German university rectors have pledged to continue developing their plans for student fees, despite triggering almost universal opposition from politicians and students.
Hans-Uwe Erichsen, president of the Conference of University Rectors (HRK), said the fees plan was "a last resort" to try to solve the financial crisis in higher education.
The model under discussion by rectors of the 240 universities and Fachhochschulen, or polytechnics, is to charge students DM1,000 (Pounds 440) per semester. Only half of Germany's 1.8 million students would be eligible; the state would pay the fees of the less wealthy.
The rectors insist their plan would depend on individual universities being allowed to keep the fees collected from their students and that the country's tax regulations be reformed to ease the burden on families. They claim this would help cut their deficit which they say will total DM6 billion next year, out of a DM31 billion budget.
Supporters claim it would make universities more competitive and encourage students to do their degrees more quickly. One reason for the squeeze in German universities is that students often take more than seven years to do a first degree.
There appeared to be just a slender majority in favour of fees among the HRK's 240 members. During the debate, some rectors, such as Heidelberg University's Peter Ulmer, maintained that fees could help reduce study time.
But others cautioned that fees could be a step in the wrong direction, opening opportunities for government to press for even more austerity measures.
The example of Zurich University, where the imposition of tuition fees resulted in a 20 per cent reduction in enrolments, was cited.
Professor Erichsen admitted that the fees model is hotly controversial, even within the HRK. But he said "we are desperate".
After this "first reading", the fees model is to be reworked and voted on at the next HRK meeting in February.
Anke Brunn, higher education minister for North-Rhine Westphalia and chairman of the Social Democratic Party commission on education, said her party would continue to oppose fees.
She claimed young people had never found it so hard to pay for their studies and that fees would mean many would have to do more part-time work and so study longer.
Jurgen Ruttgers, federal education and research minister, is also an opponent. He wants to find the extra cash by charging interest on student loans. The HRK rejects this claiming that since only the least well off receive loans, it would penalise the poorest.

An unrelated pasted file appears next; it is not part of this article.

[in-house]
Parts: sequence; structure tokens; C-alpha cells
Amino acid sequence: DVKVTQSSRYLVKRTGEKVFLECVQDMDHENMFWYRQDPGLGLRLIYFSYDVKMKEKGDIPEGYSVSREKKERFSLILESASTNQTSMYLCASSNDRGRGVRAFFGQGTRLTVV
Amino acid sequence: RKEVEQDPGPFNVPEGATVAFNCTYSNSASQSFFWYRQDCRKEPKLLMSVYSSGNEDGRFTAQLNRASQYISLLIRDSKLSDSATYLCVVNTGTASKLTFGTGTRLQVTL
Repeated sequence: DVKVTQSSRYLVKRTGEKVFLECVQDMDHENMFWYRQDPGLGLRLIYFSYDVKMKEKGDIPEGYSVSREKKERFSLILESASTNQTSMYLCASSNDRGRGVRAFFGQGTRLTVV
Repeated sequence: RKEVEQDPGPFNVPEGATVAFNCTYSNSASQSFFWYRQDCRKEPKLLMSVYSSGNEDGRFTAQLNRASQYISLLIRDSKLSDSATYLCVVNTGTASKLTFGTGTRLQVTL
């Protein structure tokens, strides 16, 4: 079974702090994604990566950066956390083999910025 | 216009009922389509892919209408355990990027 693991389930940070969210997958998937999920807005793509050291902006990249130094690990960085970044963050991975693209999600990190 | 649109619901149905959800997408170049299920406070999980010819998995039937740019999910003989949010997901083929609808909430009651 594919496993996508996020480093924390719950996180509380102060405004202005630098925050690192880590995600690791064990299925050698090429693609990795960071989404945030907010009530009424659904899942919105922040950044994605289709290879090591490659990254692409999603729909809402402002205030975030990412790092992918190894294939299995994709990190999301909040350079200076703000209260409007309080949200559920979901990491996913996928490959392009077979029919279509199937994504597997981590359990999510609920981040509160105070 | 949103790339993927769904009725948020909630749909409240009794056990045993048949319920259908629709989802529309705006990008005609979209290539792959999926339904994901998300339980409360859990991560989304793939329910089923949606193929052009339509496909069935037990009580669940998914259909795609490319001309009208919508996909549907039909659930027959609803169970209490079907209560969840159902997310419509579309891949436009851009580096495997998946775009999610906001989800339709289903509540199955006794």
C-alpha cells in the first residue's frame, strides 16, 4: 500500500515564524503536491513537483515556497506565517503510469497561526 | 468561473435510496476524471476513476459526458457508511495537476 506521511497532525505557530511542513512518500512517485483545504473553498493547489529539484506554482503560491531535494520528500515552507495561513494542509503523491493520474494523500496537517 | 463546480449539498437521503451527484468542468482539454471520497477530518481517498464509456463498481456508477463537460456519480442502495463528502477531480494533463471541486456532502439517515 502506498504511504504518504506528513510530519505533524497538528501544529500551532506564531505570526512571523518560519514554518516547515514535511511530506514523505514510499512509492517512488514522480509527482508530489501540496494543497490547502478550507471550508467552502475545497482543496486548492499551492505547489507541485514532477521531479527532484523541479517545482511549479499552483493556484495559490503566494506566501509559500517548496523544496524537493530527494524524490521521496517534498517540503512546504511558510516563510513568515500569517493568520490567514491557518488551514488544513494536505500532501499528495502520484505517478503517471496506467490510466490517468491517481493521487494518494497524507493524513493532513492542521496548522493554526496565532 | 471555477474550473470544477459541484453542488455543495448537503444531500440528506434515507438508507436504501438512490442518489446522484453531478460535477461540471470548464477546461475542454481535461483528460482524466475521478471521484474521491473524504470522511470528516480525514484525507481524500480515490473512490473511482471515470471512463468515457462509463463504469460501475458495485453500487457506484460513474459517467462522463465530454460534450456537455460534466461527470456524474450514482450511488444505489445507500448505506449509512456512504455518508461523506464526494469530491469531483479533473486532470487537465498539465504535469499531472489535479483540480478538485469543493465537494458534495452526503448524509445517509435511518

Bavarian cultural affairs minister Hans Zehetmair, of the right-wing Christian Social Union, called the HRK's proposal an "unnecessary provocation". He said Bavaria had no intention of following it as long as the country's system of grants was not expanded. But tight budgets made this out of the question.
Christian Democrat Klaus von Trotha, higher education minister of Baden-Wurttemberg, said that fee proposals would not be adopted by his government as long as institutions had enough money to manage with. But he also stressed that they could not reckon with additional funds.
Professor Erichsen declared that the public had a right to adequately funded higher education institutions, and that it was up to the state to ensure that this was the case. "It may seem expedient for politicians to reject tuition fees without offering any measures to compensate for funding deficits in higher education," Professor Erichsen said. "But this is simply ignoring the plight the system is in."
One glimmer of support for student fees however came from the University of Witten-Herdecke, Germany's only private university. The introduction of fees there last year has not resulted in the departure of less well-off students, wrote Wolfgang Nowak and Konrad Schilly, the university's rector, in Die Zeit.
But some newpapers have alleged that fees would contribute to widening the rift not only between rich and poor institutions, notably between east and west, but also between large, traditional universities and smaller institutions that were founded only recently.